It was released on Ratpack records and self-produced, but with help from bassist/guitarist/keyboardist Craig Blackwell, with mixing and mastering duties capably handled by Chris “Zeuss” Harris (Chimaira, Hatebreed, Shadows Fall, Overkill, Heathen, and the past two Queensryche records).
Now obviously, the first question you may be wondering is, “does it sound like Queensryche?” And the answer is a non-committal “sort of, a bit, in places, but also no.” Having the man who has been the revitalising force in the band and voice of their records for the past decade will obviously draw some comparison, as will tapping Zeuss who worked on their albums. That being said, the album feels like Todd wanting to use all the ideas he has that don’t quite fit in the Queensryche formula, or that might be too much of a departure if he did. This is not a Hard Rock record, this is not a Prog Metal album. This is a Metal album with a capital M.
The album is heavier, harder, faster and less progressive than 90% of the Ryche’s output, and because Todd doesn’t have to fit in with an established sound, his voice is much less like Geoff Tate’s than it is on Ryche records. While still sounding like himself, he really shows off all different sorts of voices here, from Rob Halford Screeches to that Bruce Dickinson/Ian Gillian talk-sing, to Chuck Billy melodic bark, to a few death growls and at one point an almost Dani Filth style creepy storytelling voice blended with a Johan Hegg roar, on one of the bonus tracks (“One By One”). Don’t let me dropping all those names capsize the boat or deflate your enthusiasm though, this is not to say the album is Todd-does-karaoke, Todd himself would probably be shaking his head if he were ever reading my comparisons; its just my limited language skills describing how broad the range of styles he covers is, he has his own unique spin on all of these voices.
What about the music? Where does that fit in with? Well, to be honest, it reminds me a lot of the newest Andy Sneap-helmed albums by Accept, Saxon and Priest at times, but some songs on the other hand (like “Critical Cynic”) are a little more punchy and staccato with that crunchy guitar sound that modern Prong albums have, but also wouldn’t be out of place on a Five Finger Death Punch album, the sort of thing you get when you take Fear Factory’s mechanical style and make it more organic.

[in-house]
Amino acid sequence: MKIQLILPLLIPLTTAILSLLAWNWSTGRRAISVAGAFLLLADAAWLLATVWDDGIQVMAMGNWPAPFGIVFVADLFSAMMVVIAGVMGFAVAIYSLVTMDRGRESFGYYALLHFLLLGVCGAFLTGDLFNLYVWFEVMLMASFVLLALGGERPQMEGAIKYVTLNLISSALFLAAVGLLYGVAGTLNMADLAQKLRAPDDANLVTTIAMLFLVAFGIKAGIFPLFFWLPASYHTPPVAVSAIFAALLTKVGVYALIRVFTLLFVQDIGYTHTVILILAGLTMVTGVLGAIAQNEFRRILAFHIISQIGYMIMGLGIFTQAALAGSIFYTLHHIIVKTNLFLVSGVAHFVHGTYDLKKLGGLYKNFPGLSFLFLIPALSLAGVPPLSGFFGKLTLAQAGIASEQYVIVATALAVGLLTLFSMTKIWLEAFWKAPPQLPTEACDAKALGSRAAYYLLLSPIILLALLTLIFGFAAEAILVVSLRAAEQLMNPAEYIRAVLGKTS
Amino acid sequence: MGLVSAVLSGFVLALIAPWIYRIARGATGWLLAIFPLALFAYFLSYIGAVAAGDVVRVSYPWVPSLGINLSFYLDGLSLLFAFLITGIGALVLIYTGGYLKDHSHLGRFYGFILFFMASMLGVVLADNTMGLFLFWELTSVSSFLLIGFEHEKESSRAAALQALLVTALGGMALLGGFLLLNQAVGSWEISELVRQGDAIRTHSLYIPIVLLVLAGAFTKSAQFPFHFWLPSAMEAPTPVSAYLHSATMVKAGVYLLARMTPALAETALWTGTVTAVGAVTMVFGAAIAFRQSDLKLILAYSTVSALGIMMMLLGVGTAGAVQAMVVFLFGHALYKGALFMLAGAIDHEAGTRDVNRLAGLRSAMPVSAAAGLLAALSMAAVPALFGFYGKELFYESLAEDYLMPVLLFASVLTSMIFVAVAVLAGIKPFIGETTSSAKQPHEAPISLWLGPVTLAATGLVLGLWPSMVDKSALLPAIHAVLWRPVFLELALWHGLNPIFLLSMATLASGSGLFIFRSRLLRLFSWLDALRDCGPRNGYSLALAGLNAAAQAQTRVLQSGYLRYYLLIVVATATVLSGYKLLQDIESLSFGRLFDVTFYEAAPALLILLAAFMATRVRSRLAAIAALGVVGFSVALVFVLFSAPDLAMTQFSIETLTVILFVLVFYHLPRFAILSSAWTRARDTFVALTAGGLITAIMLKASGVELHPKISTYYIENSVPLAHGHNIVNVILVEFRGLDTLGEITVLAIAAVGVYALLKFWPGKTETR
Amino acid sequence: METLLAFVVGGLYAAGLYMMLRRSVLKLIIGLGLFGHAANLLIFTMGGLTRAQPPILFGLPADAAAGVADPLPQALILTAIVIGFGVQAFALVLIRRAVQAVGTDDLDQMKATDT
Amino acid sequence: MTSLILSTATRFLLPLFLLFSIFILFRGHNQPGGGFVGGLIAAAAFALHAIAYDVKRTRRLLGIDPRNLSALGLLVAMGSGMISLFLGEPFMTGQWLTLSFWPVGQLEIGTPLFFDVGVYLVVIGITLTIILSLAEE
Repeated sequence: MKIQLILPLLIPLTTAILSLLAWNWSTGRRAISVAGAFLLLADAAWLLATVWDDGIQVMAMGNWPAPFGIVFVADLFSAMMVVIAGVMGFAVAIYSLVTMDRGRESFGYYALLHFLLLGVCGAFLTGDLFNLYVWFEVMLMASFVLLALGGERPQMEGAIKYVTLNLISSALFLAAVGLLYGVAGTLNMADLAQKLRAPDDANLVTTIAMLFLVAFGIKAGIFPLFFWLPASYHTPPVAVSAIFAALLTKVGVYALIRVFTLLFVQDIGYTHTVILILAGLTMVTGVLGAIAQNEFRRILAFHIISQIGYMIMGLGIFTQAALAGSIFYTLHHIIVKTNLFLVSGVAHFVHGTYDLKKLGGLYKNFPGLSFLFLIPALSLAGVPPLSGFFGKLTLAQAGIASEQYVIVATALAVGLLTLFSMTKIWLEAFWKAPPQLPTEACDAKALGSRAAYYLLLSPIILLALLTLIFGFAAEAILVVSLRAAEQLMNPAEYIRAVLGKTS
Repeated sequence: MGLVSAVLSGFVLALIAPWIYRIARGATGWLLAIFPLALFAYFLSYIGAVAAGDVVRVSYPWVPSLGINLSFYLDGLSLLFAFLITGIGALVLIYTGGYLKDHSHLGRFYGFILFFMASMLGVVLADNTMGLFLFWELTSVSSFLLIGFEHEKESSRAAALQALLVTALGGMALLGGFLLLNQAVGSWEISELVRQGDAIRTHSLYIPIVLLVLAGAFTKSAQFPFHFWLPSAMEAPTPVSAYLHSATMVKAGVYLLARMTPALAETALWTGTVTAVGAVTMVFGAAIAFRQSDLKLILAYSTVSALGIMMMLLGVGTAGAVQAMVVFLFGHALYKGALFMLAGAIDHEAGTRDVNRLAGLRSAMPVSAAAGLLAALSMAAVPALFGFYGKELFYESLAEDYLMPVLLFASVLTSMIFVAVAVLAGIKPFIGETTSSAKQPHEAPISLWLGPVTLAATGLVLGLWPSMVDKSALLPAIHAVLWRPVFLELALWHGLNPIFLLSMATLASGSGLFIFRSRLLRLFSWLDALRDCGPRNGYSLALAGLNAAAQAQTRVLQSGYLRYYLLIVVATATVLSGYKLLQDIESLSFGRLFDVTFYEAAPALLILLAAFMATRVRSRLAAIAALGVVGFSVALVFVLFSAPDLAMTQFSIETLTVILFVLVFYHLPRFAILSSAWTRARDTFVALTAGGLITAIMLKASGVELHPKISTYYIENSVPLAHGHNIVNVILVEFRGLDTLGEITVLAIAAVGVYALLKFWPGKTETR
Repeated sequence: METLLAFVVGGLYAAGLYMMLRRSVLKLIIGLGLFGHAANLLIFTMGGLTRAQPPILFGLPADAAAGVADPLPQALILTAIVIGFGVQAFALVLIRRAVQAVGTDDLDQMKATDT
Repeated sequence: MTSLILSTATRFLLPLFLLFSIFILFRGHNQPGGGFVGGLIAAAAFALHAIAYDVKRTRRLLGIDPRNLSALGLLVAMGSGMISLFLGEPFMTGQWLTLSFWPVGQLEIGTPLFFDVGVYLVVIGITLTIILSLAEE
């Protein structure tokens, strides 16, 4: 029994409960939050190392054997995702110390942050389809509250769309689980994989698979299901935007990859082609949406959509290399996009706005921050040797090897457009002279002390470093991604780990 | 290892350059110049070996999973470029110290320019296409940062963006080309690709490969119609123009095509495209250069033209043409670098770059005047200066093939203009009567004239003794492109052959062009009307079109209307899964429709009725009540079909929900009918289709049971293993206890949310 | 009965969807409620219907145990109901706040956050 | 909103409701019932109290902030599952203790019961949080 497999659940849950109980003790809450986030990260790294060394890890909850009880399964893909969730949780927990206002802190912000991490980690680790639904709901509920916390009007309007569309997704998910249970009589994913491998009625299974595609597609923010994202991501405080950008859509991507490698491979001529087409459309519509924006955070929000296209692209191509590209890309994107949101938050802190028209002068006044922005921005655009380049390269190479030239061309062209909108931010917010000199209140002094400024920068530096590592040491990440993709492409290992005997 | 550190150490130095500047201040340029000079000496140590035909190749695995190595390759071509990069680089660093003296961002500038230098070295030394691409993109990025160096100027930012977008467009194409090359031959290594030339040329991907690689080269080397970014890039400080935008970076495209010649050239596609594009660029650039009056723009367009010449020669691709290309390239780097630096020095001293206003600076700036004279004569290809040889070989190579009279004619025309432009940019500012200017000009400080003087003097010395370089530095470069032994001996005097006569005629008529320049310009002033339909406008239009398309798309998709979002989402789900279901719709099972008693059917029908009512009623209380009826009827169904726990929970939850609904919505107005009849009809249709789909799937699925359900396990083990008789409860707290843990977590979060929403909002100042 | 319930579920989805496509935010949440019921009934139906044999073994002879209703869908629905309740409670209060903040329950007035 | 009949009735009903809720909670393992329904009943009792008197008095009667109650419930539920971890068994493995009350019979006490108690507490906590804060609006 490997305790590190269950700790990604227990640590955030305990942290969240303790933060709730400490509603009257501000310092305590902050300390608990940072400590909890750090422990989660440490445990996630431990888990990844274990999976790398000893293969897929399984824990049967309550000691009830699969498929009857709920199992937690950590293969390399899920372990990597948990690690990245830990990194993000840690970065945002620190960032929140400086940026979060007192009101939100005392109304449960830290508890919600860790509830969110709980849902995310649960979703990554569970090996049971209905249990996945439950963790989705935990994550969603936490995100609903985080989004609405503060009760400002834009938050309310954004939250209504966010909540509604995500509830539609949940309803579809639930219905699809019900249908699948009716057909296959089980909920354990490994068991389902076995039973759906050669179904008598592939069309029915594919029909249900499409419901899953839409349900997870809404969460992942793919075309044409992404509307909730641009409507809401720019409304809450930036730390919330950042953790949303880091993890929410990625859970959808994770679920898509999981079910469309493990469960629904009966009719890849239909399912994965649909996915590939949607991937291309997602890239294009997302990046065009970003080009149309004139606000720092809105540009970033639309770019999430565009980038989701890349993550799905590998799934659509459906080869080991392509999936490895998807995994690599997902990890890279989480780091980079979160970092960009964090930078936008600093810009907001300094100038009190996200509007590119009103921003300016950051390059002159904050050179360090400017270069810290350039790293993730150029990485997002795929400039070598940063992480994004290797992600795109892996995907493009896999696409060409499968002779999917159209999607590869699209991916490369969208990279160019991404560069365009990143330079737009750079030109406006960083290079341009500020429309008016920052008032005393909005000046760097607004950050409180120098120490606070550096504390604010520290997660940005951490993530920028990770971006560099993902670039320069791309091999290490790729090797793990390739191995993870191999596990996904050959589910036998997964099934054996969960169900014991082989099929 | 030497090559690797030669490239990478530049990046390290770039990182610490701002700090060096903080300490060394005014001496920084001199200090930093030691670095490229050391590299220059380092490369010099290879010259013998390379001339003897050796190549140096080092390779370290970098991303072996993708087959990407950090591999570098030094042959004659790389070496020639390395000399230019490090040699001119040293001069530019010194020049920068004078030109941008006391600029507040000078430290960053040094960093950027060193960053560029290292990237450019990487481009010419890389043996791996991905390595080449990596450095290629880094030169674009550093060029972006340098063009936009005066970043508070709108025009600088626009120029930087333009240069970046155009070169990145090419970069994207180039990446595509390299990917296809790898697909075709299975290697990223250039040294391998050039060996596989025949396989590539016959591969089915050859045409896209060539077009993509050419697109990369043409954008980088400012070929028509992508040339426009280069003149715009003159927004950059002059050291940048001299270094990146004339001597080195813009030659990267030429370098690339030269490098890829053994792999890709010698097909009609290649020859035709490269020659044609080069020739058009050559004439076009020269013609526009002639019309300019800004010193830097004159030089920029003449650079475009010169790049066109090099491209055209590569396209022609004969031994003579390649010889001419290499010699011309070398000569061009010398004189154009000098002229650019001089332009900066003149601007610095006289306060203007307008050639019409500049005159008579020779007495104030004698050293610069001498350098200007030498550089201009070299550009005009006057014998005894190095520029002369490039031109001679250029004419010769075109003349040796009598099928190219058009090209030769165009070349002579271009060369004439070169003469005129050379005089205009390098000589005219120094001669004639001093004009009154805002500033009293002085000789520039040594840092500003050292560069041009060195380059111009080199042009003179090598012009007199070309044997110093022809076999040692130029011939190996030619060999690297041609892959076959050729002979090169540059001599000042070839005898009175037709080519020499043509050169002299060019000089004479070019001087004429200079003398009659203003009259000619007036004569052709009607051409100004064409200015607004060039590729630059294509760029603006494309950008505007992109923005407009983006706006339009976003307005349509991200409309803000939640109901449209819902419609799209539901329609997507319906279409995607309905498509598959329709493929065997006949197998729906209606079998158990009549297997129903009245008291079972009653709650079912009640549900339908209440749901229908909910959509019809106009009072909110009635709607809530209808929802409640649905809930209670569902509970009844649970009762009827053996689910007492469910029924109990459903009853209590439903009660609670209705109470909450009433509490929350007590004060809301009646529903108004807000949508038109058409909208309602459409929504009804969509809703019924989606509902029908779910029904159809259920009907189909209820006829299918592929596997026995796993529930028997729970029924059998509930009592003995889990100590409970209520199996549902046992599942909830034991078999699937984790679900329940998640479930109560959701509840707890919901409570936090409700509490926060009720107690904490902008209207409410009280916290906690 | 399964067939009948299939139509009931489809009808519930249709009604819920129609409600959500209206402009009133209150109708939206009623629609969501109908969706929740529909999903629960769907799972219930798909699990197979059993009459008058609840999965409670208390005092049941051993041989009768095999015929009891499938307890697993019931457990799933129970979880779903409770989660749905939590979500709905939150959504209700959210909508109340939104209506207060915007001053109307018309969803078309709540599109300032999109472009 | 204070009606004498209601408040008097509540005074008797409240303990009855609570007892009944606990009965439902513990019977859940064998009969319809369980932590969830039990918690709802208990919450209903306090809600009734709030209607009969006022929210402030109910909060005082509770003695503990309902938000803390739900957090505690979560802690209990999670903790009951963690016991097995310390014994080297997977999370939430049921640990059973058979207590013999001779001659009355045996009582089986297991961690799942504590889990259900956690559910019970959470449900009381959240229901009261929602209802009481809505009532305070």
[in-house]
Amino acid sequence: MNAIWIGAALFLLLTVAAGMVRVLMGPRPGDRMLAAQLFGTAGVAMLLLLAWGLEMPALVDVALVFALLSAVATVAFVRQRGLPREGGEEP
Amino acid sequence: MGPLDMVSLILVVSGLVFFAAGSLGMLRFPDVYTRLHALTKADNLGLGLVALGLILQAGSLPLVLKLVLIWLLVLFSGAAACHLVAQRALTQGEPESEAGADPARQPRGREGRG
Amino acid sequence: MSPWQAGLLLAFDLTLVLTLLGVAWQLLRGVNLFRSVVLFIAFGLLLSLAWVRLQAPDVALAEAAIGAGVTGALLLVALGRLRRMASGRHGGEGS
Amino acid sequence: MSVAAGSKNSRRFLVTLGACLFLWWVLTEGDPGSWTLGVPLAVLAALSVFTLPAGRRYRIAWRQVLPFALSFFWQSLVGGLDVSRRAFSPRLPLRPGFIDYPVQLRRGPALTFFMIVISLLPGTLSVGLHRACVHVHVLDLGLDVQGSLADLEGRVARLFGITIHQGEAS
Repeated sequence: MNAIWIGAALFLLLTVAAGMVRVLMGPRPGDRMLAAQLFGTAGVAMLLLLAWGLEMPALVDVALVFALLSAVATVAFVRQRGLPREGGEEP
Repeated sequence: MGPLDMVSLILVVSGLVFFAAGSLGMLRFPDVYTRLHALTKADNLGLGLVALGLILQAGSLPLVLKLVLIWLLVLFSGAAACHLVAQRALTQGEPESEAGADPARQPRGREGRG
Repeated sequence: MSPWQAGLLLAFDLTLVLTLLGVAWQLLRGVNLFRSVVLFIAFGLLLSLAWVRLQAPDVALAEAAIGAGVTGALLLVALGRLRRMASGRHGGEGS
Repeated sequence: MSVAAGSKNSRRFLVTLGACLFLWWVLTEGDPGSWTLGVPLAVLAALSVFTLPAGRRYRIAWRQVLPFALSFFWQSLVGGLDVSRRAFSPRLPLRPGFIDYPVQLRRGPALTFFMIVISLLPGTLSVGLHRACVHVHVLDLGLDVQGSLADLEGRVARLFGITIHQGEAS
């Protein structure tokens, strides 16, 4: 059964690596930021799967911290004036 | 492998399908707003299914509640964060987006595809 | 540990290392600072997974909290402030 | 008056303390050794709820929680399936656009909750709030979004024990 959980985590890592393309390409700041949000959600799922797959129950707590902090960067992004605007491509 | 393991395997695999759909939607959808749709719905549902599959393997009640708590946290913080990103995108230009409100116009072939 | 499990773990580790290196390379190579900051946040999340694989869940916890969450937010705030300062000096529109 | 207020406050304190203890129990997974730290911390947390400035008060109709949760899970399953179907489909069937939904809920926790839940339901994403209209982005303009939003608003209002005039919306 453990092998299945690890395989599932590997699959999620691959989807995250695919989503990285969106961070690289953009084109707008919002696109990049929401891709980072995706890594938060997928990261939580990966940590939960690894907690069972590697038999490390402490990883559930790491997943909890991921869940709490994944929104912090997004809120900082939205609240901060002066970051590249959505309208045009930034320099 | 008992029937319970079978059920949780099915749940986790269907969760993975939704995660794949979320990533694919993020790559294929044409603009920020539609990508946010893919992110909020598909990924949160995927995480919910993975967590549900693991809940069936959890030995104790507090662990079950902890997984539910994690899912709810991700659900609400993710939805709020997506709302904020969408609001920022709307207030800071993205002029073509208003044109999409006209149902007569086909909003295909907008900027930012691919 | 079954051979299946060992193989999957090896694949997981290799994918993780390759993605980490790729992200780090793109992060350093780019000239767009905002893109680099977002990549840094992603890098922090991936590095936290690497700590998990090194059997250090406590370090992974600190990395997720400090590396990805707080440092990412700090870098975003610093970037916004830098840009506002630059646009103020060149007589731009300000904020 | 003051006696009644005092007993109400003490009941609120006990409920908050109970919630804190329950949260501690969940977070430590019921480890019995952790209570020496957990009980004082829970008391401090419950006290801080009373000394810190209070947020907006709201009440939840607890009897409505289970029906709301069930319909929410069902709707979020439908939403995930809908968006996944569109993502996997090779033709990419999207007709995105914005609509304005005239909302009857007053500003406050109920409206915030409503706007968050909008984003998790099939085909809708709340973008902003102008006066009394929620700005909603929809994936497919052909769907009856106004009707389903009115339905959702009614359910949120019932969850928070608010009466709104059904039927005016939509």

The semi-ballad “Crossroads To Insanity” on the other hand is exactly the sort of thing Queensrcyhe have been doing lately, and probably the one to try first if you aren’t into heavier material. I feel like this one could have just sat happily on The Verdict. Its not really representative of the whole album though, if you want to get sort of the average sound of the record, listen first to the crunchy mid-paced title track, and then to the speedier, thrashier “Vanguards Of The Dawn Wall” which is probably the hardest, heaviest number and closer to Testament than Queensryche. This song shows me why Todd deserves a solo album, as he utterly nails this track, but it would never have fit on The Verdict or Condition Human. Now imagine something mid-way between the two and you’ll get a ballpark idea for where the album sits most of the time.
Todd handles the drums himself and does a great job (he was a drummer since a young age), mixing in a bit of flare with also not overplaying and aforementioned Graig handles the riffs; doing a very solid job of it, serving the songs well. There are some brilliant guitar solos too, particularly on the album closer (not counting bonus tracks) “Apology.”
Good production, check. Good stylistic direction, check. Good music, check. Good vocals, check check check check check.
I don’t know if the album will still be listened to and talked about in 5, 10 or 20 years. I don’t know if Todd’s solo career will be an ongoing thing, or if this is just a one time pandemic-era release of steam while Queensryche can’t tour. I don’t know if I am just unduly fond of it due to being a massive Toddryche fanboy, but I do know that in and of itself, this album is well worth your time right now, and a stirling showcase of a master vocalist demonstrating a broader range than he gets to in his day job. Being selfish, I hope it doesn’t interfere in Queensryche in any way, but other than that one caveat, I have nothing but good things to say about this.
If someone asked me to define pure classic heavy metal, the first thing that comes to my mind is the German band, Accept. Their classic run of 1980s albums is still fresh and entertaining to this day, and their reunion era with the new singer Mark Tornillo is somehow just as good, or even better (very few heritage bands can say that, maybe only Kreator are making better albums nowadays than in the 80s). For example; Their 2012 album Stalingrad was one of my albums of the whole decade, and the follow up to that Blind Rage is just as good.
In 2021 the long running band have put out their sixteenth full-length studio album, and the fifth of their modern Tornillo-era. Like the other albums from this era it is released on Nuclear Blast, and boasts an absolutely banging production job from Andy Sneap (who has done some great work with the best Saxon, ‘Priest and Testament albums of the modern era).